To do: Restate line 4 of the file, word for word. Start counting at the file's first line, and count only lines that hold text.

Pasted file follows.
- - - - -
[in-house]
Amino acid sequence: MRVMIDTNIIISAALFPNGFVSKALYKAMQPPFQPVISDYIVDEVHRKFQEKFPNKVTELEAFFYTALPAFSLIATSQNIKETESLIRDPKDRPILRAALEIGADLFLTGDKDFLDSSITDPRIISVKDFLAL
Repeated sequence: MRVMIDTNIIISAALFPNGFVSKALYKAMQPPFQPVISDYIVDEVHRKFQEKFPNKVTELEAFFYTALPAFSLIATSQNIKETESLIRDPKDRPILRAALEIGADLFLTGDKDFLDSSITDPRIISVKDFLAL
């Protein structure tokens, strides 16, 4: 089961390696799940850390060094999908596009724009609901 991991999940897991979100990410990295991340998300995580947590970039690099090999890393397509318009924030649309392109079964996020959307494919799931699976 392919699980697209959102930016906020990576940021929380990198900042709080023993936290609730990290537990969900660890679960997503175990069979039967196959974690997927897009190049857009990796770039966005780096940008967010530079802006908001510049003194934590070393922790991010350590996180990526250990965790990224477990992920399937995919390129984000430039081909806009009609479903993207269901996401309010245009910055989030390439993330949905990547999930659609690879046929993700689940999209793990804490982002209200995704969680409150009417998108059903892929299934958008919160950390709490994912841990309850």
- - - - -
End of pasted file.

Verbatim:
């Protein structure tokens, strides 16, 4: 089961390696799940850390060094999908596009724009609901 991991999940897991979100990410990295991340998300995580947590970039690099090999890393397509318009924030649309392109079964996020959307494919799931699976 392919699980697209959102930016906020990576940021929380990198900042709080023993936290609730990290537990969900660890679960997503175990069979039967196959974690997927897009190049857009990796770039966005780096940008967010530079802006908001510049003194934590070393922790991010350590996180990526250990965790990224477990992920399937995919390129984000430039081909806009009609479903993207269901996401309010245009910055989030390439993330949905990547999930659609690879046929993700689940999209793990804490982002209200995704969680409150009417998108059903892929299934958008919160950390709490994912841990309850």